Choosing a broker is an important step when investing. Yet there are many different options available in Belgium, so picking the right one for you can be challenging. We compare investing in ETFs through Bolero and Keytrade, two brokers available to Belgians. The goal of this article is to help you find out which broker is best for you for investing in ETFs. We’ll compare the brokers based on their fees, convenience, the ease of setting up an account and importantly the safety of your assets.
The table shows an overview of how Bolero compares to Keytrade for different criteria. Read on to get the full details!
Story of Bolero 🇧🇪
Bolero is one of the first online brokers in Belgium and launched in 1999. The name Bolero stands for Belgian OnLine Exchange Realtime Operated. It's owned and run by KBC Bank and allows Belgians to invest in many different types of assets. Note that you don't have to be a KBC customer to use Bolero. Bolero has a wide range of ETFs to choose from and continues to be one of the most popular brokers in Belgium although it also charges some of the highest fees.
Fees for ETFs
Although Bolero recently reduced their pricing, unfortunately it's still one of the most expensive brokers in Belgium. As part of their new pricing, they launched the Bolero ETF playlist. Essentially, it reduces the price for a specific list of ETFs. They inspired themselves from DEGIRO's core selection in order to be competitive for more Belgians. For example, buying €1,000 of the IWDA ETF will cost you €5.00 in transaction fees.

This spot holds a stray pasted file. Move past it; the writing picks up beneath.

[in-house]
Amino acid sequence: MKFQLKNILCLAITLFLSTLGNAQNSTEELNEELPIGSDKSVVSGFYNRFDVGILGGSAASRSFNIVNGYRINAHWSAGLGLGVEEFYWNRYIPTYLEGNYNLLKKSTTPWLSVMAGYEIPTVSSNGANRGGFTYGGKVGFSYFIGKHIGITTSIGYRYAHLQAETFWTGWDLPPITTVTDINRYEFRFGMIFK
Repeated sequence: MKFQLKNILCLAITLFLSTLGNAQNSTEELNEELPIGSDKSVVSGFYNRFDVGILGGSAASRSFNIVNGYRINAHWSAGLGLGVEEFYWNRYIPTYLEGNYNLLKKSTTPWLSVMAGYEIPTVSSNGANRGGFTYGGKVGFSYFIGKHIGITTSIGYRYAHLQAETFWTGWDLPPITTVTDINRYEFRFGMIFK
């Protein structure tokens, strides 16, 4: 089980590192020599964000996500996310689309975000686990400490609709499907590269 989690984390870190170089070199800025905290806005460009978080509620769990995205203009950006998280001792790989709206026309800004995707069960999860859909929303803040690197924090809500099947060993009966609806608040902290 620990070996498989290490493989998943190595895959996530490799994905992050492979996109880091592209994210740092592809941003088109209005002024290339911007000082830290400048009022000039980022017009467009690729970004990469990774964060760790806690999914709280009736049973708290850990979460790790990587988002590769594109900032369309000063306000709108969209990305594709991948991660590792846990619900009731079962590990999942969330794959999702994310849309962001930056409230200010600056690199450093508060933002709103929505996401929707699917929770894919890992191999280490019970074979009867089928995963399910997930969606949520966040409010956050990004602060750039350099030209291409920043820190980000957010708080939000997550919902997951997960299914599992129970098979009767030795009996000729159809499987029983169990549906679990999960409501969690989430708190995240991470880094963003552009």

Bolero handles the transaction tax (TOB). They also automatically withhold and declare the 30% dividend tax on shares and distributing funds, as well as the Reynders tax on ETF profits. However, Bolero does not offer automated savings plans or fractional shares, which, combined with high fees, makes regular investing less practical, potentially necessitating larger, less frequent investments.
Setting up an account
Creating a new account with Bolero is easy with itsme, but requires a Belgian phone number, and offers both individual and joint account options, with joint accounts only creatable via computer. Account approval can take a few days, but for KBC customers, this process is faster and allows easy linking of KBC current accounts for transactions. Bolero does not provide accounts for children.
Bolero, owned by Belgium's largest bank KBC, is regulated by the FSMA and has not had any known regulatory issues, providing a sense of safety for investors' assets. Bolero does not engage in securities lending or payment for order flow (PFOF).
The full review
Learn more about the pros and cons of Bolero in our review.
Story of Keytrade 🇧🇪🇫🇷
Keytrade was started in 1998 and was one of the first online brokers in Belgium. Their offer has grown a lot since then, as they propose full banking services today. In 2005, Keytrade Bank was acquired by Groupe Crelan (formerly Crédit Agricole) and is now part of the Crédit Mutuel Arkéa group.
Fees for ETFs